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Ivy Mining Bee (Colletes hederae)

Ivy Mining Bee (Colletes hederae)

 


The Ivy Bee is a species of mining bee that was first recorded in Britain in 2001. These are solitary bees and do not live in colonies and do not overwinter as adults. They nest in claysandy soils. Like many other solitary bees, they can often be found nesting in dense aggregations, sometimes numbering many tens of thousands of nests.

Identification:
Females 13 mmm in length, 10 mm in length. The thorax of the adults is covered by orangebrown hair, the abdomen is yellow/orange and black striped. Only active between September and November its primary food source is the pollen from ivy blossom - the last of the year's flowers.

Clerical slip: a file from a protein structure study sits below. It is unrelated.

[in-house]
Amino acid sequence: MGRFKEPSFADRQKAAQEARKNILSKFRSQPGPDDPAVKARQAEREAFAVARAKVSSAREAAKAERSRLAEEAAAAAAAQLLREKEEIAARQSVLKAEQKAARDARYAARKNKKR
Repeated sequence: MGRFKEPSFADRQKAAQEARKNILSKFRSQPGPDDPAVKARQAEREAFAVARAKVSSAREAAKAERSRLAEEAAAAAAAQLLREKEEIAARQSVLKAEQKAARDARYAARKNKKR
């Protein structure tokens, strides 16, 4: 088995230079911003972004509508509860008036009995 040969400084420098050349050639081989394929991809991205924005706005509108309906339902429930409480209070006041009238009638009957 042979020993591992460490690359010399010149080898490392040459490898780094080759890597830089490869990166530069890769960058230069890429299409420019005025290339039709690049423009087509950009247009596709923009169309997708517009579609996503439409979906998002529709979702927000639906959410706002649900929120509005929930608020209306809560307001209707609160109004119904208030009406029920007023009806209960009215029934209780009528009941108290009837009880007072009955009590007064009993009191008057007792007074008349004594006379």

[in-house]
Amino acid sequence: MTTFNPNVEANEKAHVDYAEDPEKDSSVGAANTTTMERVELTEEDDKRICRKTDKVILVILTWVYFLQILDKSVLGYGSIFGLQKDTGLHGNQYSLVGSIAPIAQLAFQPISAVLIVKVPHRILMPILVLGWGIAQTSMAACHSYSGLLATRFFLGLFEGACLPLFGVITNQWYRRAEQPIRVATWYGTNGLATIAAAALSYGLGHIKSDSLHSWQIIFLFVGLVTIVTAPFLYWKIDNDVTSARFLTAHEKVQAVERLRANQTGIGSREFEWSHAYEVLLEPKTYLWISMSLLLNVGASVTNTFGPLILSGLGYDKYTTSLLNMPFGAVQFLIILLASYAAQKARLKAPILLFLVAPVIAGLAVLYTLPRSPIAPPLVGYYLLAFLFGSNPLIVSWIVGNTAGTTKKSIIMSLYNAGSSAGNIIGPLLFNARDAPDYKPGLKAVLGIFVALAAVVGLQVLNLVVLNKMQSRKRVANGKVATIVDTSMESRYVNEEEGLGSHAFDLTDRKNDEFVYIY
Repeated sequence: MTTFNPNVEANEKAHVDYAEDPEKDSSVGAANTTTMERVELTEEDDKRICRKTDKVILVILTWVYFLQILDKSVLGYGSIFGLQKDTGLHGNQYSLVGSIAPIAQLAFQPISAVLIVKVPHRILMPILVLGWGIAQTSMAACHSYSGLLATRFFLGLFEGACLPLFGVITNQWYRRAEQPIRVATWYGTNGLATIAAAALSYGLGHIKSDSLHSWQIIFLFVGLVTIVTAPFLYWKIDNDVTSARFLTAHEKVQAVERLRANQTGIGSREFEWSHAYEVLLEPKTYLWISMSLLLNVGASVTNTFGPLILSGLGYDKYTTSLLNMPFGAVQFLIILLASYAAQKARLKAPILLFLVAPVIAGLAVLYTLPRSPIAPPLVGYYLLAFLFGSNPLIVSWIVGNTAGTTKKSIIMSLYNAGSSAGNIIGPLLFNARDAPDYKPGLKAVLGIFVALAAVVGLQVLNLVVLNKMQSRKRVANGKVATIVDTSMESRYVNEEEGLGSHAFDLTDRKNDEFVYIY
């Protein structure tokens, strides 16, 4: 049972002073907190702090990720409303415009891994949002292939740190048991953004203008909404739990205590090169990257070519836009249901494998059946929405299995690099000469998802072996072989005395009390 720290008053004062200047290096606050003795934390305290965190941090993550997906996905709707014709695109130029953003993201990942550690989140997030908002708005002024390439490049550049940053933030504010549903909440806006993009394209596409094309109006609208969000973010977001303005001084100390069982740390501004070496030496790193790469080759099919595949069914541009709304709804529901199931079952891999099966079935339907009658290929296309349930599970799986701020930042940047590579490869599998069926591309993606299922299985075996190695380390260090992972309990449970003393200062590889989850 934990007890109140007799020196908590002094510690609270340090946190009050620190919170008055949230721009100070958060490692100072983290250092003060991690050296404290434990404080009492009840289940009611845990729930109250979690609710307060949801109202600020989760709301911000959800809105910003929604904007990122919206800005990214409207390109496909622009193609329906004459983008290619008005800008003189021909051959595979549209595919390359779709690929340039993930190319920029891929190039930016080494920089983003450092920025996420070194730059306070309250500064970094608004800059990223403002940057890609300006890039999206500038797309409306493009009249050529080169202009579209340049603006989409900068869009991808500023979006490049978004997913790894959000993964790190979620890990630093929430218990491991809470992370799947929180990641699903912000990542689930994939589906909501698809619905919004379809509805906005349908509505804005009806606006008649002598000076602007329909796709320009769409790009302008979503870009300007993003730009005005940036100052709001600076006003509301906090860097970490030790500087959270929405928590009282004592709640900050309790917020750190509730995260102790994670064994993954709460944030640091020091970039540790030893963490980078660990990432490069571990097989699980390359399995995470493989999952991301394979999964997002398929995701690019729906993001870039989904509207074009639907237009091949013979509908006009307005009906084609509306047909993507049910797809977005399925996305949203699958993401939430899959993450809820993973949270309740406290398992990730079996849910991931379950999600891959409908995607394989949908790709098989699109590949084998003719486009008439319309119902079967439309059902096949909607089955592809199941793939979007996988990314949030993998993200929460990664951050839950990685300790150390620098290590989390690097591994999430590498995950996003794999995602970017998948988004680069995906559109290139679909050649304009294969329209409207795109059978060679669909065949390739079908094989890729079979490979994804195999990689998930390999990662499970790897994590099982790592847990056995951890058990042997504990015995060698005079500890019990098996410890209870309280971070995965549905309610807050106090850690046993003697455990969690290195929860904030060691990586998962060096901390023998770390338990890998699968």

Biology:
Male ivy bees emerge first in order to be ready for the first females. Unmated females are pounced on my several males all attempting to be the first to mate with her. Unlike honeybees or bumble bees the ivy bee is solitary - the female prepares a nest-hole on her own in which to lay her eggs which she will provision with ivy pollen.

Control:
Solitary bees are beneficial insects and do not sting. Furthermore, the spraying of insecticide is generally unsuccessful as: the bees are only found in sunny elevations and insecticides break down with UV light and the eggs etc are protected from the insecticide as they are sealed into their chambers. Mining bee activity can be discouraged by watering and raking over the ground where their holes are evident.